Height as a talent promotion factor in women’s volleyball. 

Analysis of the World Grand Prix 2004-2012

La talla como un factor de promoción del talento en el voleibol femenino. Análisis del Grand Prix Mundial 2004-2012


*Center of Research, Education, Innovation and Intervention in Sport (CIFI2D)

University of Porto – Faculty of Sport (Portugal)

**Research Center in Sports Sciences, Health Sciences and Human Development (CIDESD)

University of Tras-os-Montes e Alto Douro (UTAD) (Portugal)

***Laboratory of Human Performance and Rehabilitation, Hellenic Army Academy

University of Athens (Greece)

José Afonso*

Alexandre Medeiros*

Paulo João**

Pantelis Nikolaidis***







          Height is a core factor for talent promotion in volleyball, but we question if its supremacy should be observed in training programs for elite-level women’s volleyball. Our purpose was to analyze the height of women volleyball players participating in the World Grand Prix (WGP) and to retrieve information relevant for characterizing the elite-level volleyball and to inform talent promotion programs. We analyzed 2074 players participating in the WGP from 2004 to 2012. Descriptive statistics were calculated. One-way ANOVA was used to verify the existence of differences in height according to ranking. Post-hoc testing was conducted using the Scheffé test. A significance level of .05 was established. The players’ average height was 182.5±7.6 cm. From 2008 to 2012, between 1 and 2% of the participants were under 160 cm. Differences existed between the rankings with respect to average height (F3=15.125, p≤0.001, η2p=0.021). Teams classified in the first four spots of the competition presented an average height that was significantly superior to that found for the remaining teams. Height is a relevant factor for achieving elite-level women’s volleyball. However, there is evidence that shorter players still have an important role to play at this level. Shorter players may be relevant for enhancing the quality of training sessions and on performing specific tasks during preparation; hence, they might be decisive in potentiating the quality of the players that actually get to enter the court.

          Keywords: Talent promotion. Performance analysis. Height. Volleyball.


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1.     Introduction

    In sports, there is considerable interest in the early identification of the characteristics of talent, promoting a selection of the players that are best fitted to achieve elite-level sport1,2,3. This implies knowing which factors present greater weight for future success in a given sport4,5. According to Abbott and Collins6, those factors should present a stable and predictable development with time; otherwise, any effort to proceed to talent promotion based on those factors would result ineffective. In volleyball, height is usually included as a main factor of talent7, as it usually is a stable measure and allows differentiating those attaining high-level and those not achieves such elite-level performances.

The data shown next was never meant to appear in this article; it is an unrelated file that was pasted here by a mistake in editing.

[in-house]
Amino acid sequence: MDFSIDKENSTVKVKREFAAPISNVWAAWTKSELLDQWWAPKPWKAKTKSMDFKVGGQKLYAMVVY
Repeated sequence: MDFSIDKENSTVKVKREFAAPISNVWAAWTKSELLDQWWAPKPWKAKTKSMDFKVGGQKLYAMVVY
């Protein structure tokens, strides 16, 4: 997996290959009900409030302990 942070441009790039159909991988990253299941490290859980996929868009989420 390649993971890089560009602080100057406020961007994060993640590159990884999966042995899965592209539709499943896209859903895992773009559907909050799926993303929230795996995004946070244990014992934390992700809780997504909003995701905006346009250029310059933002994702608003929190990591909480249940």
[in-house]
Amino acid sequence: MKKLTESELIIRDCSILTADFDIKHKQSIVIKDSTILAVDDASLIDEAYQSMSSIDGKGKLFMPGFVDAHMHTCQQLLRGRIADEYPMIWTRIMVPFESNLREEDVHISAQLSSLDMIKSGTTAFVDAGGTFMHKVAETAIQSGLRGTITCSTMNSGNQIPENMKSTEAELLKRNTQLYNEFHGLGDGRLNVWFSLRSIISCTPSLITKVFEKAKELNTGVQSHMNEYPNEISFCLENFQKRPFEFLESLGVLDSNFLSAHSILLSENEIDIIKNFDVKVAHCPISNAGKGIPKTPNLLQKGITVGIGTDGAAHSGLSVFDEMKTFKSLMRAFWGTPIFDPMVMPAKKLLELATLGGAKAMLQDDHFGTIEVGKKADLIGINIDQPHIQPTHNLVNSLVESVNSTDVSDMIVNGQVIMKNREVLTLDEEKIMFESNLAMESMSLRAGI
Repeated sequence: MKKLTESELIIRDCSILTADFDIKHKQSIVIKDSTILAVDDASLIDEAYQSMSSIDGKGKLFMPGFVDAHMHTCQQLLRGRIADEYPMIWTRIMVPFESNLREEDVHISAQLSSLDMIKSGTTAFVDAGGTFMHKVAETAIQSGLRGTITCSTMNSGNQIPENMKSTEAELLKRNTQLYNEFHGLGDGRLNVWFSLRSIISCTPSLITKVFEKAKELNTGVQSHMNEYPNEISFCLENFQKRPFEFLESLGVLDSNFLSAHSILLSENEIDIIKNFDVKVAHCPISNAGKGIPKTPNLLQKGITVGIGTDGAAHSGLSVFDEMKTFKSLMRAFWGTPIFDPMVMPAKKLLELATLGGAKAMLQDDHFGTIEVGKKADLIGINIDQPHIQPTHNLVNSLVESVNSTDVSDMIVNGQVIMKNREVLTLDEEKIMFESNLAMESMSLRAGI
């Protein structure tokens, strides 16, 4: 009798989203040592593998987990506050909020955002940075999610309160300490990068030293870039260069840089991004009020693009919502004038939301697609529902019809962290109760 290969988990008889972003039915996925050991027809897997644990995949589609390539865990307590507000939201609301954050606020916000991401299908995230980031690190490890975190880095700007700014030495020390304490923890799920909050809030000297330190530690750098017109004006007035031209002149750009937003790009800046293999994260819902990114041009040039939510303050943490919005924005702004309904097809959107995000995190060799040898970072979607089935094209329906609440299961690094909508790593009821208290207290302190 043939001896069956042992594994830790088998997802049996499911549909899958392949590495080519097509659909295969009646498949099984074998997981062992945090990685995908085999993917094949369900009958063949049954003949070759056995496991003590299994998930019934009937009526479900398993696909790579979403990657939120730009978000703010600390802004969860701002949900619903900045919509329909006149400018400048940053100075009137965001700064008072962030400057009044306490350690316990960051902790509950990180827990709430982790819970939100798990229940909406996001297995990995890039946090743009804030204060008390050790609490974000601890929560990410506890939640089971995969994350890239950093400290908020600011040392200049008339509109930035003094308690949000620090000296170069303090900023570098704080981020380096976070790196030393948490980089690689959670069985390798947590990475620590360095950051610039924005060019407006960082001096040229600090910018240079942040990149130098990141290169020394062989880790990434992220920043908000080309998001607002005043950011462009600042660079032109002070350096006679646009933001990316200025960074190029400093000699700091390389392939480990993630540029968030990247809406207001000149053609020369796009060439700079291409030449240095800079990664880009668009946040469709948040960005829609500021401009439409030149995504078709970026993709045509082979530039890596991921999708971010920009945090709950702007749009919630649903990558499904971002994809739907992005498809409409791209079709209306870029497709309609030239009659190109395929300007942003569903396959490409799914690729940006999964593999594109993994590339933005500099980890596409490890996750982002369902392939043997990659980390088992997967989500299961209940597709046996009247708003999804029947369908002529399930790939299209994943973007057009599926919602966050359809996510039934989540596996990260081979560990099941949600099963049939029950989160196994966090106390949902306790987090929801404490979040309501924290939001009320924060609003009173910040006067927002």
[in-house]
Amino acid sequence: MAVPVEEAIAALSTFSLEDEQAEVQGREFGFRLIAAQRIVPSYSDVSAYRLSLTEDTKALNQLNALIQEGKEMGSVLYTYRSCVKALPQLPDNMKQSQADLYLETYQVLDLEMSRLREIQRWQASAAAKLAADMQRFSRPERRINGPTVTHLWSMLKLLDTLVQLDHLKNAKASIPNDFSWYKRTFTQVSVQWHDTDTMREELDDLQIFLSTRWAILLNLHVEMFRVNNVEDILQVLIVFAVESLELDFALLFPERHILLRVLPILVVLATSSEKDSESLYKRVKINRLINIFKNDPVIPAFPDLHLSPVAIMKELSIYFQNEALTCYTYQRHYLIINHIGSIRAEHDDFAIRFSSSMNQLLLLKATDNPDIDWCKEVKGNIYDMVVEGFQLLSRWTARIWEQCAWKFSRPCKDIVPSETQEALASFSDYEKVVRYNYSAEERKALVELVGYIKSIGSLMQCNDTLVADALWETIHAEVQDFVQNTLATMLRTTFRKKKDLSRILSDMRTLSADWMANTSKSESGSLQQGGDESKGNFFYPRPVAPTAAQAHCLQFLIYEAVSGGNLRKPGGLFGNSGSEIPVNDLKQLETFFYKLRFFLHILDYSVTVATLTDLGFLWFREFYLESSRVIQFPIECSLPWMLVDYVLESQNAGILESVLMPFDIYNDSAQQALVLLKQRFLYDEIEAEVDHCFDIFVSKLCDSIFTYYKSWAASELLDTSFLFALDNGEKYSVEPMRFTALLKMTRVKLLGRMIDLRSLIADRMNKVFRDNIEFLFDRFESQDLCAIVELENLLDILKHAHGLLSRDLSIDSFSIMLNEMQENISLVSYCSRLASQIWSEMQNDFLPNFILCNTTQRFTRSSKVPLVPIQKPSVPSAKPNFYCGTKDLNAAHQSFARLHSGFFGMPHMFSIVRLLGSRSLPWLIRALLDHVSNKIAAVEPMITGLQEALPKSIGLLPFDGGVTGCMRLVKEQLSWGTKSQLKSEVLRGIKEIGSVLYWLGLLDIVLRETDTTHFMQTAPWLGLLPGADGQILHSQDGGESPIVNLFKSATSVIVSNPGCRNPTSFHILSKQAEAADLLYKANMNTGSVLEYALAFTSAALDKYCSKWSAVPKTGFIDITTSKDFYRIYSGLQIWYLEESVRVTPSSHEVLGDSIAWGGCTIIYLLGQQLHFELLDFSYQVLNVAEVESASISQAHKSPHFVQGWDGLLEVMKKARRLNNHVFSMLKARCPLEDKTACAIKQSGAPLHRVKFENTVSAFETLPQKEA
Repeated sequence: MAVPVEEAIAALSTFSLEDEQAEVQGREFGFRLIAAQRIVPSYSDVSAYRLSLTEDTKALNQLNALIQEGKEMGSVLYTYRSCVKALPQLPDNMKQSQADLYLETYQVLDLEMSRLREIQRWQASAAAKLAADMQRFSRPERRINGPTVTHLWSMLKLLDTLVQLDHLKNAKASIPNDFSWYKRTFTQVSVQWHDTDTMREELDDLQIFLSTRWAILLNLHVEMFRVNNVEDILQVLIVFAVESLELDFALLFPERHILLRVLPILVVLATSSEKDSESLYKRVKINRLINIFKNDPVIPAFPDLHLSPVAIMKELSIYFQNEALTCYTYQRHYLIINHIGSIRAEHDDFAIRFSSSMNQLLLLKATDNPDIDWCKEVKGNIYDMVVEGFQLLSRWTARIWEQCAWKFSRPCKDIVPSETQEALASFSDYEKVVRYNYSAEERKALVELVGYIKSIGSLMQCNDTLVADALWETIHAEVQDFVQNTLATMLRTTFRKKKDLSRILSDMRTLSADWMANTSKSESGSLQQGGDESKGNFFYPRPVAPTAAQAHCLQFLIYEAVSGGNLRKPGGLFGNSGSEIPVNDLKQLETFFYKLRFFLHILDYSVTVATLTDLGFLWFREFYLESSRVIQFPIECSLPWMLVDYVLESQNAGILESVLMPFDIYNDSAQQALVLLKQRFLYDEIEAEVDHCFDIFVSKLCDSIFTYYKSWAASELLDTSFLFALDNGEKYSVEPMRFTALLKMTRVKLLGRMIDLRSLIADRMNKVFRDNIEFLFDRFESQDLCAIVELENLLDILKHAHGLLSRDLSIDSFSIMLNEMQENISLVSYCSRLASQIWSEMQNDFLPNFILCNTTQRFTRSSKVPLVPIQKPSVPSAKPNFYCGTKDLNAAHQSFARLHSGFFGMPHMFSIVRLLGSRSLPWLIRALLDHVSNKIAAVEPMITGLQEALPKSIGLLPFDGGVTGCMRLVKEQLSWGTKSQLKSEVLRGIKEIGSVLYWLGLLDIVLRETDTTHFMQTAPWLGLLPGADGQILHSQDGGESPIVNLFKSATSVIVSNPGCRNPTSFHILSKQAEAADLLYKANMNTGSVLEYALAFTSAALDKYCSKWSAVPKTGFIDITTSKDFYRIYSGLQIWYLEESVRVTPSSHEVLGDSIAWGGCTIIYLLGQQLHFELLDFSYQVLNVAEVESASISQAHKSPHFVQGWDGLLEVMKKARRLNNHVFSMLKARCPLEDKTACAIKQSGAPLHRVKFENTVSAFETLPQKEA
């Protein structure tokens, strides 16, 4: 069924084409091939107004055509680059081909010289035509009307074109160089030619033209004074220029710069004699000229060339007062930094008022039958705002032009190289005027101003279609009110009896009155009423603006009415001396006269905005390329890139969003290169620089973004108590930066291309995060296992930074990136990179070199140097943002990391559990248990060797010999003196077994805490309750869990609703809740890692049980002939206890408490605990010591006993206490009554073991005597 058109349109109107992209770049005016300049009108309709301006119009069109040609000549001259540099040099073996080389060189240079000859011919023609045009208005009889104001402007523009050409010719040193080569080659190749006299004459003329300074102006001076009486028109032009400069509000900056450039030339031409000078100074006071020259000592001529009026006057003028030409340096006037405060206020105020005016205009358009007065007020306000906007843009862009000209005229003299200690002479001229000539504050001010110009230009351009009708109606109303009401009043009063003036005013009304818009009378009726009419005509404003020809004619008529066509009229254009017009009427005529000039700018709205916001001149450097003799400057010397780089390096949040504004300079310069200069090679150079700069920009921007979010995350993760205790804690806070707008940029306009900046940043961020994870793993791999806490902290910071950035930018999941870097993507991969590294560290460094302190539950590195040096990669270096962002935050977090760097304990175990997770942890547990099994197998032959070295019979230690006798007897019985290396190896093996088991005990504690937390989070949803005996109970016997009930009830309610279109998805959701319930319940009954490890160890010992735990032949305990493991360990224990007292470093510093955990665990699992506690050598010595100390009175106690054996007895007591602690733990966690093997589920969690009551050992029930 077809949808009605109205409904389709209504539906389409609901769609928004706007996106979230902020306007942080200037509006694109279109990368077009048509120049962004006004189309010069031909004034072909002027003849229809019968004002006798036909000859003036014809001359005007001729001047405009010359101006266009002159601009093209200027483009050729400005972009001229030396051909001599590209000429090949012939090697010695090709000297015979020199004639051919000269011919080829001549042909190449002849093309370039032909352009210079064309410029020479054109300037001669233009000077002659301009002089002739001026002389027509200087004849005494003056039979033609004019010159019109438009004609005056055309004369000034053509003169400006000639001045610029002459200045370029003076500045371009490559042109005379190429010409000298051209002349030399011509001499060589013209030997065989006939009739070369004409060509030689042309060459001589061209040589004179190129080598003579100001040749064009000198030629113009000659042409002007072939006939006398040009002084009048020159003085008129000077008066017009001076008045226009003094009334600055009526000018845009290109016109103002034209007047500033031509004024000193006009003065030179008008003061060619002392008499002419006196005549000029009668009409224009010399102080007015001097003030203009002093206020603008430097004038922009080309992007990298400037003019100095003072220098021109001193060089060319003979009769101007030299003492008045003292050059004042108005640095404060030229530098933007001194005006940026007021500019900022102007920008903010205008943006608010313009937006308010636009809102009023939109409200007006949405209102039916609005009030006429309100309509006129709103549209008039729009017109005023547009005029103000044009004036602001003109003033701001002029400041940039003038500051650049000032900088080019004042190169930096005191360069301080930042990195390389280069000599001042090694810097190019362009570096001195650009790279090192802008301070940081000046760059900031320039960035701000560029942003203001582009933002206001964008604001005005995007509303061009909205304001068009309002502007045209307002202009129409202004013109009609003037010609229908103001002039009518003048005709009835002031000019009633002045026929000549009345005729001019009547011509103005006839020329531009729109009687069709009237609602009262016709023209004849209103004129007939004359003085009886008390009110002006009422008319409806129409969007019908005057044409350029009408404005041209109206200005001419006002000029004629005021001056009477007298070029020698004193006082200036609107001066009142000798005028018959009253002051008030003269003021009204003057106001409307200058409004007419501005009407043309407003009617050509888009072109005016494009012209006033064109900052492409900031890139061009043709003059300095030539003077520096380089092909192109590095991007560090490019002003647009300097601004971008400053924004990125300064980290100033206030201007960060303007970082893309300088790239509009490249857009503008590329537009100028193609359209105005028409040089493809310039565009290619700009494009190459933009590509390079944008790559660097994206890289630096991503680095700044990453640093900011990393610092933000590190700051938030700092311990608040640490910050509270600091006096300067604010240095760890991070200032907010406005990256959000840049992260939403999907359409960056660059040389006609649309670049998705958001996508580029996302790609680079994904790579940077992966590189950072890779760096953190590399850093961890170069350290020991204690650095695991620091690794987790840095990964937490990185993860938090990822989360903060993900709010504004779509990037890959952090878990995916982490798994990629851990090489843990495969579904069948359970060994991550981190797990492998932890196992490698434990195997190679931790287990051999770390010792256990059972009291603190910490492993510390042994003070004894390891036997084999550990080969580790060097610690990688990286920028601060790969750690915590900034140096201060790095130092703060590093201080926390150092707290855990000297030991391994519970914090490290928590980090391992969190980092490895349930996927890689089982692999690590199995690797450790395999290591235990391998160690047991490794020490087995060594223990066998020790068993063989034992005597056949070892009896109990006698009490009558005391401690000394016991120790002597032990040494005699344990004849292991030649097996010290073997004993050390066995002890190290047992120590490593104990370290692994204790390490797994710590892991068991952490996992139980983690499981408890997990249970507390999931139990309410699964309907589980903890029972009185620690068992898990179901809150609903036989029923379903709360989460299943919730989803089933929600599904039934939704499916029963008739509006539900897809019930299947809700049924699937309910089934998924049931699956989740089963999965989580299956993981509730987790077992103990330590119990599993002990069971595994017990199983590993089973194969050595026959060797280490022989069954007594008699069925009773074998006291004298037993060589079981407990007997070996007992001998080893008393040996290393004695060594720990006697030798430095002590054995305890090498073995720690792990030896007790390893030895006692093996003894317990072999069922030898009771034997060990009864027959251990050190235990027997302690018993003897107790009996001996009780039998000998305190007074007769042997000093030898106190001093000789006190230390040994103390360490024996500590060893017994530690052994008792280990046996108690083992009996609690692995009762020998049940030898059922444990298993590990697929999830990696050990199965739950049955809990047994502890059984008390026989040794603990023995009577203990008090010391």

Indeed, height is usually considered one of the core factors for achieving elite-level performance in volleyball8,9, and a development profile above the average may be an indicator of sports talent10. In fact, in under-17 girl Brazilian players, height was the main morphological determinant to achieve elite level performance, while somatotype and vertical jump ability did not allow distinguishing between athletes from the national team and from a state team1. At the elite level, the Cuban women teams competing in the Olympic Games in 1992, 1996 and 2000 showed an average height of 181.6 cm7. Analyzing women volleyball players from the Greek National League A1 (n=79) and A2 (n=84) divisions, Malousaris et al.8 found a body height ranging from 161 cm to 194 cm, with a mean value of 177.1±6.5 cm. The A1 players (179.6±5.8 cm) were significantly taller than the A2 players (174.7±6.2 cm), in average 4.9 cm. And a trend towards increasing height has been verified in men’s volleyball11.

    Therefore, although the concept of talent relies on multiple factors and presents enormous complexity of analysis, advising caution when using uni-dimensional models2,6,12,13, height seems to emerge as a somewhat nuclear concept for talent in volleyball. In their review paper, Lidor and Ziv14 found that young female volleyball players already tend to be taller, in average, than their peers in the standard population; furthermore, they seem to be taller than athletes from many other sports. The authors concluded that in female adolescent players, height was correlated to game performance. Analyzing girls from the Brazilian under-17 national volleyball team, Cabral et al.1 reported an average height of 181.6±6.1 cm. In the same study, players from the state team of Rio Grande do Norte were, in average, 170.5±8.0 cm tall. This difference hints that height might be differentially weighted according to the level of practice.

    Our purpose was to analyze the height of women volleyball players participating in the World Grand Prix (WGP) and to retrieve information relevant for characterizing the elite-level volleyball, and also to inform talent promotion programs. The WGP is a major international volleyball competition for women. It is held each year and only the best world-level national teams are allowed to participate. Therefore, this competition is representative of women’s elite-level volleyball.